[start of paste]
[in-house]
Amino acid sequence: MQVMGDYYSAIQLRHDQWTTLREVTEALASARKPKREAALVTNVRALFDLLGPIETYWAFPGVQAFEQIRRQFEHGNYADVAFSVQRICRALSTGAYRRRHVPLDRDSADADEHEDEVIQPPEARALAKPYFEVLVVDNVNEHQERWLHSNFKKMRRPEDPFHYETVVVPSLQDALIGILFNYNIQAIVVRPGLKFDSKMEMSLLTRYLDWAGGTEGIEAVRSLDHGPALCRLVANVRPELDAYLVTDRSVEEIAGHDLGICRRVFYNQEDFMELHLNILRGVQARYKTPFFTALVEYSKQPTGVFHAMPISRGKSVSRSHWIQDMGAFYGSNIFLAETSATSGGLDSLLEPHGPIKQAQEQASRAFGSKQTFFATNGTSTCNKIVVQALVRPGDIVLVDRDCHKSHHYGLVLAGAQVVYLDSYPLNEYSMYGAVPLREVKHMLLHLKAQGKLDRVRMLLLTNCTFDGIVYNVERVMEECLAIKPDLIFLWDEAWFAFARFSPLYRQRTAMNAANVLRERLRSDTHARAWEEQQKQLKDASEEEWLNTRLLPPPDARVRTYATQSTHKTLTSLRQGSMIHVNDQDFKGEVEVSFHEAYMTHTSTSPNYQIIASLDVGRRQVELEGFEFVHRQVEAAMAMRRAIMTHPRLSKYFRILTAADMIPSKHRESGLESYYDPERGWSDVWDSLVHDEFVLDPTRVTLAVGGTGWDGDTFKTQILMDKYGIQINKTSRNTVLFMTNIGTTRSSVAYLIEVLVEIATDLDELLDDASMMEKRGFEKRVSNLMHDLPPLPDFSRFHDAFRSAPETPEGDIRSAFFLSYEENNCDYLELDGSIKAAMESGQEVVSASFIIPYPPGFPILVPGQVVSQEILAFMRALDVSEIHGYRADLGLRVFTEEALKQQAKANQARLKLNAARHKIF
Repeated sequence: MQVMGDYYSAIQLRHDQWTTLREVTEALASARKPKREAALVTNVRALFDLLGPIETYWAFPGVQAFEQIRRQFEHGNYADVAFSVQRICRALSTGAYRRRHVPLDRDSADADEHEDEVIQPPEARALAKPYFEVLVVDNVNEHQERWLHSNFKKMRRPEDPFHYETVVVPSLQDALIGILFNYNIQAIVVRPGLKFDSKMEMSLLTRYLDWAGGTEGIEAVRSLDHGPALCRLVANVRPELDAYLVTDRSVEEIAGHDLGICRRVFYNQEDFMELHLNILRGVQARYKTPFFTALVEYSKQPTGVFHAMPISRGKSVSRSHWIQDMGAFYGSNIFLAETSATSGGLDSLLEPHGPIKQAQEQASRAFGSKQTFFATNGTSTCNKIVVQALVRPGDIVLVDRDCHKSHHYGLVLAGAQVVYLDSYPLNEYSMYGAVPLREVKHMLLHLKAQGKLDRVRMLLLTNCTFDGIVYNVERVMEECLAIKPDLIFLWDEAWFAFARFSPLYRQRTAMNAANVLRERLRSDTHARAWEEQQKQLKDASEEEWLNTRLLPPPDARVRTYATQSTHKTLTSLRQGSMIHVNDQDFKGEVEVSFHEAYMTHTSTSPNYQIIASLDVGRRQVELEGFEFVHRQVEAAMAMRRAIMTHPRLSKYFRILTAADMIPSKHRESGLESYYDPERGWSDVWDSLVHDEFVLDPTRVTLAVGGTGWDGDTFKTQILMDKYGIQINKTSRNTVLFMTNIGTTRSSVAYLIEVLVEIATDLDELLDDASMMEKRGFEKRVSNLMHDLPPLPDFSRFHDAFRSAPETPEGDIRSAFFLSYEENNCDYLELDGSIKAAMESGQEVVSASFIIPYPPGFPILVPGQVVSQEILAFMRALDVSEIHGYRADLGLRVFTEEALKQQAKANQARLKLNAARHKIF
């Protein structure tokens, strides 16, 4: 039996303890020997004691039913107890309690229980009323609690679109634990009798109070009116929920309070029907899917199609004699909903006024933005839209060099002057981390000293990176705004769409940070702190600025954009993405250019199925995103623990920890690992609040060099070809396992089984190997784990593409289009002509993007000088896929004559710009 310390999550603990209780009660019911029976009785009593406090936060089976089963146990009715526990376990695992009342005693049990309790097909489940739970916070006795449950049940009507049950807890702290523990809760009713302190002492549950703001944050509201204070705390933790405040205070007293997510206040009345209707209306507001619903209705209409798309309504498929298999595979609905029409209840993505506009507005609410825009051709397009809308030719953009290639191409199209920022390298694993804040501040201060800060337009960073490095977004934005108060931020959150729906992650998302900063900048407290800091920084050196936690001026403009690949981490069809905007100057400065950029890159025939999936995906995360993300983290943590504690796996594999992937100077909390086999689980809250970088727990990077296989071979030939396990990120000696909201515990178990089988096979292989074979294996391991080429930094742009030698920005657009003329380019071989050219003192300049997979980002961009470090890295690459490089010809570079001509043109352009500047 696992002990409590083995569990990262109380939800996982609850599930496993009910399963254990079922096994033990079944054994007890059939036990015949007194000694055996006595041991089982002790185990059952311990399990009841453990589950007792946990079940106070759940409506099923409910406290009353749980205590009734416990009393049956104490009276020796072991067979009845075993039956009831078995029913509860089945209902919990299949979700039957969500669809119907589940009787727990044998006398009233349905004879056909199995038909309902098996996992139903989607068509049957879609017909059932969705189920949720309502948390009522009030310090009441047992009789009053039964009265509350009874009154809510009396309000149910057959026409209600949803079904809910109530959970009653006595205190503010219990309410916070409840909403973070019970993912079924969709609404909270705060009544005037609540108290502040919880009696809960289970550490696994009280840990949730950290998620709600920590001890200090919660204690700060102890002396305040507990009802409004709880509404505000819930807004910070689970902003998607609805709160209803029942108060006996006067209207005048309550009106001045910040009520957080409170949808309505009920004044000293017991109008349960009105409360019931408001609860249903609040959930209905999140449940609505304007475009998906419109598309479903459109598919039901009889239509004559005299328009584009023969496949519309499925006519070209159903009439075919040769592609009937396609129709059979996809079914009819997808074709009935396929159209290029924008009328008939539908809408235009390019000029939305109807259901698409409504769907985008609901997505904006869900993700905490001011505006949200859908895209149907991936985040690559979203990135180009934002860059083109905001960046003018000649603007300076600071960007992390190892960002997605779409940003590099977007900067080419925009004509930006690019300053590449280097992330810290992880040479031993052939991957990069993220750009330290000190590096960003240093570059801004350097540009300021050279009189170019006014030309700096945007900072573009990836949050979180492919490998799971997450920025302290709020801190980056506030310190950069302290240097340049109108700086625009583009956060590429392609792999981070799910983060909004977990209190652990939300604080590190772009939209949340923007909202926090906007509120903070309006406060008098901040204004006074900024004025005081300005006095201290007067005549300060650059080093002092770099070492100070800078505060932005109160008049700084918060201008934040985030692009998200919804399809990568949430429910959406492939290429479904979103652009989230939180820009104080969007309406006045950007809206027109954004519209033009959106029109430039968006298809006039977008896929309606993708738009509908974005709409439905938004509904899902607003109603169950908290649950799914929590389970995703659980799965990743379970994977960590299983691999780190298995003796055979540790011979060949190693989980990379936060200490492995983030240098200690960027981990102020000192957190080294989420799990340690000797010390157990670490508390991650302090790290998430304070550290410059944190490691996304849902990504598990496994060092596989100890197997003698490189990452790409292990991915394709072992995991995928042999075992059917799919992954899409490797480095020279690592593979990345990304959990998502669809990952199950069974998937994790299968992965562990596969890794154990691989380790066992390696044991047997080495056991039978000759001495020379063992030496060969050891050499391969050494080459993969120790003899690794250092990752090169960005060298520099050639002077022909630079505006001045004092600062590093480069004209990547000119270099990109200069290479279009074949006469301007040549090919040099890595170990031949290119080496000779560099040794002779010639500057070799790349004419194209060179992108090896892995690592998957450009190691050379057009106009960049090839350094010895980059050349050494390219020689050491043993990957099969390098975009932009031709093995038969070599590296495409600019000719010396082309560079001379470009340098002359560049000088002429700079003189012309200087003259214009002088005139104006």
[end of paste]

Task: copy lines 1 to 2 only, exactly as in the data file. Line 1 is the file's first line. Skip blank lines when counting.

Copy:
[in-house]
Amino acid sequence: MQVMGDYYSAIQLRHDQWTTLREVTEALASARKPKREAALVTNVRALFDLLGPIETYWAFPGVQAFEQIRRQFEHGNYADVAFSVQRICRALSTGAYRRRHVPLDRDSADADEHEDEVIQPPEARALAKPYFEVLVVDNVNEHQERWLHSNFKKMRRPEDPFHYETVVVPSLQDALIGILFNYNIQAIVVRPGLKFDSKMEMSLLTRYLDWAGGTEGIEAVRSLDHGPALCRLVANVRPELDAYLVTDRSVEEIAGHDLGICRRVFYNQEDFMELHLNILRGVQARYKTPFFTALVEYSKQPTGVFHAMPISRGKSVSRSHWIQDMGAFYGSNIFLAETSATSGGLDSLLEPHGPIKQAQEQASRAFGSKQTFFATNGTSTCNKIVVQALVRPGDIVLVDRDCHKSHHYGLVLAGAQVVYLDSYPLNEYSMYGAVPLREVKHMLLHLKAQGKLDRVRMLLLTNCTFDGIVYNVERVMEECLAIKPDLIFLWDEAWFAFARFSPLYRQRTAMNAANVLRERLRSDTHARAWEEQQKQLKDASEEEWLNTRLLPPPDARVRTYATQSTHKTLTSLRQGSMIHVNDQDFKGEVEVSFHEAYMTHTSTSPNYQIIASLDVGRRQVELEGFEFVHRQVEAAMAMRRAIMTHPRLSKYFRILTAADMIPSKHRESGLESYYDPERGWSDVWDSLVHDEFVLDPTRVTLAVGGTGWDGDTFKTQILMDKYGIQINKTSRNTVLFMTNIGTTRSSVAYLIEVLVEIATDLDELLDDASMMEKRGFEKRVSNLMHDLPPLPDFSRFHDAFRSAPETPEGDIRSAFFLSYEENNCDYLELDGSIKAAMESGQEVVSASFIIPYPPGFPILVPGQVVSQEILAFMRALDVSEIHGYRADLGLRVFTEEALKQQAKANQARLKLNAARHKIF